For the last 12 days of 2019 we’re running back through the previous 12 months of FE Week. Here’s what April included…
Embarrassment for the Department for Education after FE Week exposed cold spots in the country where there was not a single one of the government’s flagship institutes of technology.
The department then promised a review, and education secretary Gavin Williamson has since promised eight more of the institutes.
In April, we also brought readers a supplement on the Annual Apprenticeship Conference and awards. The two-day event featured speeches from Ofsted chief inspector Amanda Spielman and Sir Gerry Berragan: the AAC awards included wins for apprentice employer of the year, the Royal Air Force, and lifetime achievement award winner AELP chair Martin Dunford.
Universities and training providers clashed on apprenticeship priorities, while the ESFA finally returned £300,000 to a large high-profile levy-paying employer, which it had mysteriously held onto for five months, within hours of FE Week asking for an explanation.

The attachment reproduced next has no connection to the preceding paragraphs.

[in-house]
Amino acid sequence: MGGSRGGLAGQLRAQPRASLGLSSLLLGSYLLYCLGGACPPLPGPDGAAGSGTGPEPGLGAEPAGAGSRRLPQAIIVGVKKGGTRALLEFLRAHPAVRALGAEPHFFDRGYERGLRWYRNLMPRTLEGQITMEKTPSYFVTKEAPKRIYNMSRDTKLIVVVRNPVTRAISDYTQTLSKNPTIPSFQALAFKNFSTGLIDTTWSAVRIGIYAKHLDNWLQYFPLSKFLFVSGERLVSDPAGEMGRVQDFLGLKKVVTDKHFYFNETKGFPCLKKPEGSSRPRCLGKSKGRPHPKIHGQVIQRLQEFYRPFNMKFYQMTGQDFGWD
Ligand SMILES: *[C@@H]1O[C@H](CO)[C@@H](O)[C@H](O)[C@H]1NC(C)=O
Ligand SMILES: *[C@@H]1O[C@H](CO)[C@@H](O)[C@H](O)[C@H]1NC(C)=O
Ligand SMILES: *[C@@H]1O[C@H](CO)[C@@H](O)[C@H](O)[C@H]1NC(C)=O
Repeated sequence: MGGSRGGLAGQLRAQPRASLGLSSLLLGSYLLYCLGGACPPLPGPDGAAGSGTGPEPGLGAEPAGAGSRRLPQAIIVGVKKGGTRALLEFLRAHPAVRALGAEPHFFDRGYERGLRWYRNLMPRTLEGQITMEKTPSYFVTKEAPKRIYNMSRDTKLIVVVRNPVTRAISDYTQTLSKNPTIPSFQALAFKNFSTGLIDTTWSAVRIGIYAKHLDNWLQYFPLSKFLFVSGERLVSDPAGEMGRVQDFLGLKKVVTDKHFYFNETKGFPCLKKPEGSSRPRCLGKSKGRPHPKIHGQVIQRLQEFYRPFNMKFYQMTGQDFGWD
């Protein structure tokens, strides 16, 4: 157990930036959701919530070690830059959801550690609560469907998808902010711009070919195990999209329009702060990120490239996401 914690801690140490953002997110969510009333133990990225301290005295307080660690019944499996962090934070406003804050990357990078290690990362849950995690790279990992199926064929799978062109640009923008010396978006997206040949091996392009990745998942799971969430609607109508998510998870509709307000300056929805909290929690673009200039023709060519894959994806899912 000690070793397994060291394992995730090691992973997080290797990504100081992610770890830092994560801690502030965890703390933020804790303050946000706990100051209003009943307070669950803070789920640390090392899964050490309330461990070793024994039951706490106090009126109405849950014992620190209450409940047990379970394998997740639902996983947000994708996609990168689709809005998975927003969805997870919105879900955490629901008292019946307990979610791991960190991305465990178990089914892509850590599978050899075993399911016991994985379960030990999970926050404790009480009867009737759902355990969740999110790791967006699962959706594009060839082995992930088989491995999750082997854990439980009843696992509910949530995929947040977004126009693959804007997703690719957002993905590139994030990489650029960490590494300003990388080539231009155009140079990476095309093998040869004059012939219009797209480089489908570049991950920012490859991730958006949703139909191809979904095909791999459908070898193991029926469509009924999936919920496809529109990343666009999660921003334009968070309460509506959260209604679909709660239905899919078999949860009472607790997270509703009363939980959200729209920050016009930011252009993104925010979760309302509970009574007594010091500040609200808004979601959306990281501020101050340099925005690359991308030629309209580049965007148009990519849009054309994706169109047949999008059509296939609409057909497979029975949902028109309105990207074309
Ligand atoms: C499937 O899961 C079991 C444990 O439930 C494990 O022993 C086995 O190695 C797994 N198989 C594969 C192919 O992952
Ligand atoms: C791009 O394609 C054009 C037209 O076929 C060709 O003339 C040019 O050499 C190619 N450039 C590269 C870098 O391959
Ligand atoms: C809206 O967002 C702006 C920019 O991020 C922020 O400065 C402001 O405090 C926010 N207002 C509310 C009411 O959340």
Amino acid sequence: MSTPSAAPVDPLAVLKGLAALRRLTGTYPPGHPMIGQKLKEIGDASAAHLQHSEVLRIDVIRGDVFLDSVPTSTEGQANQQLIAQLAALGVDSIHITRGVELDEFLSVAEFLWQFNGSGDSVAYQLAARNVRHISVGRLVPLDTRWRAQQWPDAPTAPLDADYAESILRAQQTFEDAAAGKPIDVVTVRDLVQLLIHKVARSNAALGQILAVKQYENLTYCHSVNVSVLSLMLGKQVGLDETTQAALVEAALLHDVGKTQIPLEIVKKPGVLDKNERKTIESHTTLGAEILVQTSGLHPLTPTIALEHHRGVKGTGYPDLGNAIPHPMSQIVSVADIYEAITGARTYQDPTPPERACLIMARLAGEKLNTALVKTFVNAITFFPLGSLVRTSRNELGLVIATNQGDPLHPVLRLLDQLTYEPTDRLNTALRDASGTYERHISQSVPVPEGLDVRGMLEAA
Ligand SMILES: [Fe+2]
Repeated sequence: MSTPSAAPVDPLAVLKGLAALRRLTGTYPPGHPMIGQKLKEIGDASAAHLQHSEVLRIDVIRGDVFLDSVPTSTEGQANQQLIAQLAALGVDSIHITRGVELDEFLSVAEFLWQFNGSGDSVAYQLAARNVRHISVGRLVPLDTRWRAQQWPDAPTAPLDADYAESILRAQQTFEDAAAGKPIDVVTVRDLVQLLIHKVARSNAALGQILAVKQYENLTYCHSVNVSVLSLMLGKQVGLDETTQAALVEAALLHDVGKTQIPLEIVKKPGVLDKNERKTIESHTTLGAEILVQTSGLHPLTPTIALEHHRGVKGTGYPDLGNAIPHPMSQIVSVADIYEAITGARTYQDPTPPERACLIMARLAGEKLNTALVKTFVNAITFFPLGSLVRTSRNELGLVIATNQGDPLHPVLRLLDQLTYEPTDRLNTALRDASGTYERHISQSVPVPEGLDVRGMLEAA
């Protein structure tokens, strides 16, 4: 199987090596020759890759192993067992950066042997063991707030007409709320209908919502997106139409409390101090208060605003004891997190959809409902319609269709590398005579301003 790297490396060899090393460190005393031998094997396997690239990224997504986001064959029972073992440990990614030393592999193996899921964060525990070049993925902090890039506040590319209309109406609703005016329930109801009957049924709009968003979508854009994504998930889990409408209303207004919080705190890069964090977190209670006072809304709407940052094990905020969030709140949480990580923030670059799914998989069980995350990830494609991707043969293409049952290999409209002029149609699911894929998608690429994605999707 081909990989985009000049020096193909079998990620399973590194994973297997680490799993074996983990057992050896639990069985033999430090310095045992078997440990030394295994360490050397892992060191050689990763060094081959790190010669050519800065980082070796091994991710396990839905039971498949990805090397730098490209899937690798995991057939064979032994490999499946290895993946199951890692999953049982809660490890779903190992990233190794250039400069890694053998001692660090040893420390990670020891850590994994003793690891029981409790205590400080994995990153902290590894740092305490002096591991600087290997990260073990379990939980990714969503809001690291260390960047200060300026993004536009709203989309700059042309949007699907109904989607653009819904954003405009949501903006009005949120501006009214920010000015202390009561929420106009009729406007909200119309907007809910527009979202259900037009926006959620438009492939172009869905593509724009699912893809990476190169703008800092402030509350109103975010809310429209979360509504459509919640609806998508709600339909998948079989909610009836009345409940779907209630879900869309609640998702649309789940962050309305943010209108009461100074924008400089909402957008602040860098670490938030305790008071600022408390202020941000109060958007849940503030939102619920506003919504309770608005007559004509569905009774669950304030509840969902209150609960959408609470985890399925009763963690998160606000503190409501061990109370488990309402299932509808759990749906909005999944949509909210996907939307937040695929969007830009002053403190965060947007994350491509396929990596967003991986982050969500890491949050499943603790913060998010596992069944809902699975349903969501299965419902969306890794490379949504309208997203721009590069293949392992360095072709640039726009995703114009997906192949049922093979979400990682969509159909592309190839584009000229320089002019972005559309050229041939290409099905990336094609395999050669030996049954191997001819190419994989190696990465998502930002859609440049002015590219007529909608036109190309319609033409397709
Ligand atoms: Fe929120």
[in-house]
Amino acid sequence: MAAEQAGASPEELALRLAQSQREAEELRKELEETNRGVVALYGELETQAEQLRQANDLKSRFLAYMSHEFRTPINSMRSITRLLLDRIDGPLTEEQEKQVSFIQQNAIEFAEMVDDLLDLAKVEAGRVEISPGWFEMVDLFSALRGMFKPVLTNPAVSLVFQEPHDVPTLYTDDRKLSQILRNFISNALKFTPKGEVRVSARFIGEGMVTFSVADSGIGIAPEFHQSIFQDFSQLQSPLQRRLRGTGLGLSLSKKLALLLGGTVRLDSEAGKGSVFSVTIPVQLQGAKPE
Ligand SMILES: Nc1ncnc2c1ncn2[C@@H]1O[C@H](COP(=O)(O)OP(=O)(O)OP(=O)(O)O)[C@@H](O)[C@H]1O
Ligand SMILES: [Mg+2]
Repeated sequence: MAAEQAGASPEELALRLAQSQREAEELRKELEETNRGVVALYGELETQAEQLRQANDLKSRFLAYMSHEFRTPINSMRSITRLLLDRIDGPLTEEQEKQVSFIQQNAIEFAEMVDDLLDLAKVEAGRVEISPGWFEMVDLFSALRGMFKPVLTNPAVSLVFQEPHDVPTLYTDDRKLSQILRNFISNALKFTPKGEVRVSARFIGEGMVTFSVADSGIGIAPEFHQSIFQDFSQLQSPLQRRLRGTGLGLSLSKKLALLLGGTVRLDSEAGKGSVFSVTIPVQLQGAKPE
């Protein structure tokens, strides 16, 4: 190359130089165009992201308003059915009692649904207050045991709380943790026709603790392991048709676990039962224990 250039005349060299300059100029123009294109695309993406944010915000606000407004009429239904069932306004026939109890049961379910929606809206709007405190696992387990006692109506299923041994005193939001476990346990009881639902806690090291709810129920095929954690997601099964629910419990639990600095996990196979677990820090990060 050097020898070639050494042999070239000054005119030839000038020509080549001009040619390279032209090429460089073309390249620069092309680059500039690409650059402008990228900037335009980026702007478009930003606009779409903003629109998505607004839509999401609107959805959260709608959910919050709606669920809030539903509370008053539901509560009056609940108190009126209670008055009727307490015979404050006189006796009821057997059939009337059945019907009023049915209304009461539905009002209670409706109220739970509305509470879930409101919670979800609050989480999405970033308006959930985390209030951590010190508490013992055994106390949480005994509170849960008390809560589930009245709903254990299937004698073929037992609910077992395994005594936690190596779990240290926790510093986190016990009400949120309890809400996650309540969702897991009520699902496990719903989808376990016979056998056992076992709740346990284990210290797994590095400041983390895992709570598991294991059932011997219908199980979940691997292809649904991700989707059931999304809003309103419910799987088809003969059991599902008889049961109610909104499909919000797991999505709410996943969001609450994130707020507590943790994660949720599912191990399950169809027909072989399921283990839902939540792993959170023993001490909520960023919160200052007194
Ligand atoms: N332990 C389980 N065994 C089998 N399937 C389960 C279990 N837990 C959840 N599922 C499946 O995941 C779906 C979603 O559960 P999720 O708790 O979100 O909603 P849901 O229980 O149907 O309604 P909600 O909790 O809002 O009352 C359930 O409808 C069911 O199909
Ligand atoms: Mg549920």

The country’s national statistics regulator launched an investigation into whether the ESFA’s apprenticeship achievement rate data can be trusted, after the agency published the tables for 2017/18, which came with a list of more than 30 providers with “unreliable” data.
Plans for PhD-level apprenticeships were thrown into doubt after the Institute for Apprenticeships raised concerns they were not in the “spirit” of the programme, while Ofqual issued its first intention to fine an end-point assessment organisation for poor delivery.
FE Week also brought all the information about the “strengthened” intervention regime – which included placing colleges with “serious” cash flow pressures into formal intervention.
Meanwhile, the skills minister and the chair of the education select committee, Robert Halfon, clashed after Anne Milton refused to say how much extra FE funding she requested from the Treasury.
Our former commissioning editor, Cath Murray, visited a principal who took over two failed colleges and came out smiling, and Chris Cherry, a senior associate at the Strategic Development Network, explained how to know when your apprentice is “gateway ready”.